New research confirms that “happy ears” in sales isn’t just some cynical phrase that grizzled sales veterans toss around to poke fun at rookies–it’s actually a real phenomenon, now validated by data (see below).
The data illustrates that when buyers respond to your sales presentation a little too enthusiastically (with few objections raised), they are actually less likely to buy.
Happy ears in sales occur when salespeople “hear what they want to hear.”
The buyer seems positive and eager to get started with the proposal (suspiciously enough, without raising concerns or objections), and the salesperson takes that at face value, letting emotions cloud their judgment and forecasting the deal as a “sure thing.”
But as experienced sales professionals will attest to, when prospects respond to your demo in a way that seems too good to be true, it often is.
Measuring the Sentiment of 20,858 Sales Calls
If you’ve followed us at Gong.io, you know we publish data from analyzing sales calls with our AI-powered conversation intelligence platform to figure out what works (and what doesn’t) in sales conversations.
This time, our data science team measured something we call “sentiment.” They analyzed 20,858 transcribed B2B sales call recordings against a sales-specific dictionary, ranking every word, sentence, and overall conversation with one of the following “sentiment scores”:
- Very negative (-2)
- Negative (-1)
- Neutral (0)
- Positive (1)
- Very positive (2)
All of these calls were transcribed, speaker separated to differentiate between the salesperson and the prospect, and tied to their CRM records so we could analyze this data against the outcome of the deal.
“Tire Kickers” Use More Positive Language Than Buyers
It turns out, lost deals actually have a 12.8% higher sentiment score (in other words, the buyer uses more positive and less negative language, generating an overall higher “score) than closed-won deals, across all calls that span the sales cycle:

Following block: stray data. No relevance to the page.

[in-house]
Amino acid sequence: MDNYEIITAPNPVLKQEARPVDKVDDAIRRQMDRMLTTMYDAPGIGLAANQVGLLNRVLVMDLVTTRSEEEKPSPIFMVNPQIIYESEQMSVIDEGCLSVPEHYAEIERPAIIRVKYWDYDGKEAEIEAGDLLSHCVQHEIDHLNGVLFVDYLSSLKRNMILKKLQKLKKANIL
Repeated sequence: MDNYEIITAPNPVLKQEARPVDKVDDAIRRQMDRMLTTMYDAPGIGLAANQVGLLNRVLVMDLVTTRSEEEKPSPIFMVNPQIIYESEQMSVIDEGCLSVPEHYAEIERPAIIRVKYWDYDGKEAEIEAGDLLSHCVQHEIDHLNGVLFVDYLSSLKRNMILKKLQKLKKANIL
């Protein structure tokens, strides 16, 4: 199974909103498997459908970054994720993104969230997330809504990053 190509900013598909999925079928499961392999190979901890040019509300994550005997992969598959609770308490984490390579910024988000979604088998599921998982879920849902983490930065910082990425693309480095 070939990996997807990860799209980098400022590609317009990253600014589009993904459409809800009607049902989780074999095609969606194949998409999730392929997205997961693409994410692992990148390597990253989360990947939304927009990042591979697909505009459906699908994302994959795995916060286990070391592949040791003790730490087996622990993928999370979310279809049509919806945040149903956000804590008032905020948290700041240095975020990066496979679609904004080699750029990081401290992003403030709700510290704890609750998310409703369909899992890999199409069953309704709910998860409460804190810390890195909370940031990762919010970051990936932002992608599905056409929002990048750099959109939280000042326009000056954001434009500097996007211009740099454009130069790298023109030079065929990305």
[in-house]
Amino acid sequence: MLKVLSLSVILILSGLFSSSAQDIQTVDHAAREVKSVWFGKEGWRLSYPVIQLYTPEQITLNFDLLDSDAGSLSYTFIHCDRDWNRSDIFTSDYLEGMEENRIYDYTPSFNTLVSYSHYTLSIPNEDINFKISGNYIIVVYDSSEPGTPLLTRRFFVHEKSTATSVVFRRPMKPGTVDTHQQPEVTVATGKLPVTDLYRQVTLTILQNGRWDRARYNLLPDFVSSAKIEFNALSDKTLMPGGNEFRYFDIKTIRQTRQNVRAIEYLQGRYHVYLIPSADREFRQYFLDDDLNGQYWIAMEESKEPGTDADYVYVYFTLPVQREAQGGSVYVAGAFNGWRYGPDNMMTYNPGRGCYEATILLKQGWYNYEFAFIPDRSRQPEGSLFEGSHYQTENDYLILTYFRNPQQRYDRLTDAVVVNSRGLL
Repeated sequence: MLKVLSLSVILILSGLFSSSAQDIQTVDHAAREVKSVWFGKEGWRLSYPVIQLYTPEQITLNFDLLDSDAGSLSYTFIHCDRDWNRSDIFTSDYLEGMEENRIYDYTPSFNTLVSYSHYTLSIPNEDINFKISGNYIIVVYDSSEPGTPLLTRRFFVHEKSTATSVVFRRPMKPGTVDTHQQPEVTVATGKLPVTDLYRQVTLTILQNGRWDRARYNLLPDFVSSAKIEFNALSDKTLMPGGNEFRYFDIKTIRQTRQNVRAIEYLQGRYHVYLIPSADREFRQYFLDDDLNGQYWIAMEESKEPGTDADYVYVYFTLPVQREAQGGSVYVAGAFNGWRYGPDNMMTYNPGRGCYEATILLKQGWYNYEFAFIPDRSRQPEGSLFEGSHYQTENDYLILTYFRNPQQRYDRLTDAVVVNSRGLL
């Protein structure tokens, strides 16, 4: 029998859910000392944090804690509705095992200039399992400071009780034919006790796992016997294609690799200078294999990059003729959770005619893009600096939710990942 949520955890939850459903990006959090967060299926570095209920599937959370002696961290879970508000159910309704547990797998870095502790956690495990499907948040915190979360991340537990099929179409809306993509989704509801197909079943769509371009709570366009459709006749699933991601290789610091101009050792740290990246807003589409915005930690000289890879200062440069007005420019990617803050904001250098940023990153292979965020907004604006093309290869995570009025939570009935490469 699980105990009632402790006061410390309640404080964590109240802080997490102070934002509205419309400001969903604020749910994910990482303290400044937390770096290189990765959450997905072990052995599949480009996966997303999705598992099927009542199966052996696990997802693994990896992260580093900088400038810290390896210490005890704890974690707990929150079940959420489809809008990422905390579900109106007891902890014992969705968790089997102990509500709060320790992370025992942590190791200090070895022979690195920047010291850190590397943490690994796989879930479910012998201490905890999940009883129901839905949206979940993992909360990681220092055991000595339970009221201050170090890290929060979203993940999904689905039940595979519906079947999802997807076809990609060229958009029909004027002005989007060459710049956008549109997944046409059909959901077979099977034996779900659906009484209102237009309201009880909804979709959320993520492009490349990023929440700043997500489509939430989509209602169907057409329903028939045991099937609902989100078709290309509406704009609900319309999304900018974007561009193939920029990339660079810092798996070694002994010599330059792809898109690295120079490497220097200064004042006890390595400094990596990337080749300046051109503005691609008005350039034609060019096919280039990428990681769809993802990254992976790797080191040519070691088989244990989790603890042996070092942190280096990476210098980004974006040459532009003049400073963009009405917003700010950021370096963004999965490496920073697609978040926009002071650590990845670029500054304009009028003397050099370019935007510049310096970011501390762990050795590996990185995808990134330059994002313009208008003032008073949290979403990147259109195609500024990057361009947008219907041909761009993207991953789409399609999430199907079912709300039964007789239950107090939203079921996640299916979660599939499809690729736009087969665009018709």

Said another way, when buyers express concerns, objections, and otherwise “negative” conversation topics, it could actually be a positive signal for the deal.
Closed-won deals, by contrast, have lower sentiment scores and more overall objections and concerns raised throughout the sales cycle.
We also found that positive sentiment levels gradually but consistently decline as a deal progresses through each opportunity stage, drawing closer to the finish line.
In other words, as the buyer approaches the final decision, the less enthusiastic and positive they will seem:
Notice that there is actually an increase in sentiment from the first to the second deal stage (possibly indicating that a presentation is delivered in the second stage, generating the buyer’s initial enthusiasm).
More importantly: notice the sharp drop in positive sentiment during the final stage of the sales cycle, where the buyer and seller may be verbally wrestling with each other to come to a win/win agreement.
On the other side of the same coin, as deals progress toward closure, buyers will more often express negative language and sentiment:
The closer you get to closing the deal, the “grouchier” your buyer may come across.
It’s important to not view this as a bad thing.
If a buyer is drawing close to writing you a check and they seem to have nothing but concerns and objections, that’s actually a positive signal. They’re working through their final emotional hurdles before purchasing.
Your job as a sales professional is to help them through those final concerns and emotional hurdles, not recoil from them.
Two Takeaways: Asking the Tough Questions, and Demonstrating Leadership
There are two actionable takeaways every sales professional should conclude from this data.
First, if a buyer is expressing nothing but enthusiasm for your proposal, it may be a sign that you’re avoiding asking the tough questions. In these cases, you need to take the responsibility of actively surfacing the reservations, concerns, and obstacles your prospect has that they’ve failed to communicate on their own.
Be the one to get them out in the open, if your buyer doesn’t express them without prompting. Don’t put the onus on them. It’s your deal to lose.
If they remain trapped in the buyer’s head, they’ll remain unaddressed, acting as a silent landmine for your deal.
One of the best SaaS salespeople I know, for example, regularly asks:
“What obstacles and reservations need to be resolved before we move on to the next step?”
Give that a try, if you’re not already doing something similar.
Second, take note that the most serious buyers will become more concerned (not more excited) as you lead them through the sales cycle toward a purchase.
This is a call for leadership, not concern.
A sales amateur will recoil in the face of this reaction with shaken confidence, unsure of what to do.
A sales professional will see this as his or her opportunity to help the buyer through their final emotional hurdles by using empathy, leadership, and listening skills.
Well, there’s your weekly dose of sales data, along with the takeaways for you to put into action.
Feel free to tell me your thoughts in the comments below. Did this data confirm what you’ve experienced in your sales career?
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